This is what I thought watching the news. I got a lot of information fast when I saw her parents. They were literally everywhere on every network. Theo was returning from studying drama in London. I knew this. We talked regularly when she was a student at Syracuse University and she had gone abroad to study this semester. She died on Pam Am Flight 103 when it exploded over Lockerbie, Scotland, murdering all 243 passengers and 16 crew on board. Large sections of the aircraft crashed onto residential areas of Lockerbie, killing 11 more on the ground.

It was then that I remembered it was Christmas week. There was actually garland hanging in the background on the news. The airport was packed behind her mother sobbing on camera, people looking concerned, but hey, they were safe, and they had somewhere to be.

I shut it off and sat there a while. This is where I should tell you I drank then. I wasn't coming home at 5:00 AM from my bridge club. An alcoholic still years from getting sober, so I looked for a bottle of something, but like all good drunks I had drank it. There was, of course, no alcohol to be found in my place.

I put on my coat, scarf, hat and clothes and rushed out of there, the bells jingling on the wreath loudly like they had when I'd stumbled in, a reminder to the family I rented from upstairs I was trouble, the Izod shirt and penny loafers I wore at our first interview, now, an obvious ruse.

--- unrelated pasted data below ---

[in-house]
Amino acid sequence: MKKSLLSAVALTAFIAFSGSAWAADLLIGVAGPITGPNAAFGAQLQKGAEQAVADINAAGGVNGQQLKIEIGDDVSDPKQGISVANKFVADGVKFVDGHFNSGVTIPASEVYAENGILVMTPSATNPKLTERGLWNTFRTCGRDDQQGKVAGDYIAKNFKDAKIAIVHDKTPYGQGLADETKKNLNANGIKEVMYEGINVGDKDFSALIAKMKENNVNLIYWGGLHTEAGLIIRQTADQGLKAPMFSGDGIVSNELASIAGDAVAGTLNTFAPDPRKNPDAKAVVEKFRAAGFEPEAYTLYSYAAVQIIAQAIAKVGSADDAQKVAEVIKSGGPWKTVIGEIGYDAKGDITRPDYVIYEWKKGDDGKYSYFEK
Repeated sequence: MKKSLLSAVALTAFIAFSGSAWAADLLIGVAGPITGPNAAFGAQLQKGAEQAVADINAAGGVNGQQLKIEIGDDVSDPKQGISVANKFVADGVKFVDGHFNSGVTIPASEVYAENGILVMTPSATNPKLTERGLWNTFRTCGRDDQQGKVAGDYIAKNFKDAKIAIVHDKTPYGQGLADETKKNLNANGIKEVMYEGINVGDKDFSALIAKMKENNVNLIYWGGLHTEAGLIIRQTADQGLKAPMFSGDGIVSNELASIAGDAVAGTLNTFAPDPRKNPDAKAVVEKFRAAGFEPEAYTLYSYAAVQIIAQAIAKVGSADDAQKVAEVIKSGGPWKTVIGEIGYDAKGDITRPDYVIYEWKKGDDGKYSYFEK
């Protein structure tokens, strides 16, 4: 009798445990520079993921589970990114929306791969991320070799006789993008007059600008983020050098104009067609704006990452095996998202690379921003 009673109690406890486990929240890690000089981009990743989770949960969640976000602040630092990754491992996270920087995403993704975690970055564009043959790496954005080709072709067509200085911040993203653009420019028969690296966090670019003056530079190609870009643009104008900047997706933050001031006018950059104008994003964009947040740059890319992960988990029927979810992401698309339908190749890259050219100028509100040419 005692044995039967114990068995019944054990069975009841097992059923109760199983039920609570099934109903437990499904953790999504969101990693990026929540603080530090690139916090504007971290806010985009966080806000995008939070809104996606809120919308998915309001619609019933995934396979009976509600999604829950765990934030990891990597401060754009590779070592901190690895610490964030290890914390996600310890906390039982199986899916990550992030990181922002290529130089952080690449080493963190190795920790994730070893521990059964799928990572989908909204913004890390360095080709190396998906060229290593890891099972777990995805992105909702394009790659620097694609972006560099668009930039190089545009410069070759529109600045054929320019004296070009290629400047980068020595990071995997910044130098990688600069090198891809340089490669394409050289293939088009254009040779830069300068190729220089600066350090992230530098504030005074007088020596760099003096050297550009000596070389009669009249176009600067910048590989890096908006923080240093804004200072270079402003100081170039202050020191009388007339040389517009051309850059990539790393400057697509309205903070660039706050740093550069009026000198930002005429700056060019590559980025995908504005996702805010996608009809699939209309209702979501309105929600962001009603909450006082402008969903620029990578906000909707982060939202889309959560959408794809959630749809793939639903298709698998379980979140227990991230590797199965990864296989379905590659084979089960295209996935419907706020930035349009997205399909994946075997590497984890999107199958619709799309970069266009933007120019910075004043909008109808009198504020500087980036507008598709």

The bodega on the corner was open. I too, liked a good beer buzz in the morning, long before anyone sang about such things, and I needed to think what to do.

I could battle Christmas traffic and go to the airport. Hail a cab. JFK was quite close after all. My instinct was correct that her parents wouldn't be leaving, that they'd wait, and wait, adamant in their refusal to accept her flight wasn't coming.

As snow starting falling I realized this prospect was terrifying. I opted for my own mom instead. I took the R train to 34th Street, crossing the street right by Macy's, the decorations and lights now obscene. It was then I realized the only bag I brought with me was the brown paper one my Coors Light was in. I hoped the bar was open in Hoboken for another.

I drank all the way up on the Metro North Line, staring out the window at the gloom. Did she feel it? Did she know? Post 9/11 we didn't wonder about such things on the runway. Already the image of the nose of the plane they kept showing on the news was seared into my memory like a cattle brand, just like the producer's of that program would so be proud that it was.

I arrived to mine and Theo's little upstate town just in time to stand outside her house on Elizabeth Street watching through the picture window as the locals dismantled the family Christmas tree. The consensus was they wouldn't want to see it when they came home. It seemed like an aggressive act of sympathy. I wondered if people had broken into to do it, the tree, now repugnant, like a Frankenstein the villagers were determined to bring down.

In 2001 a Libyan intelligence officer, with a name I've never been able to pronounce, was jailed for life after being found guilty of 270 counts of murder in connection with the bombing. 8 years later he was released by the Scottish government on compassionate grounds after being diagnosed with prostate cancer. He died in 2012 and remains still the only person ever convicted of the attack.

This is my Christmas themed story.  No reindeer.  No elves.  I think you'll remember it though.  You'll say "Safe Travels" and you'll mean it.  You'll hold your loved ones hand before take off.  Because what represents the holiday more then love and family.  Precious cargo.  And to all a goodnight.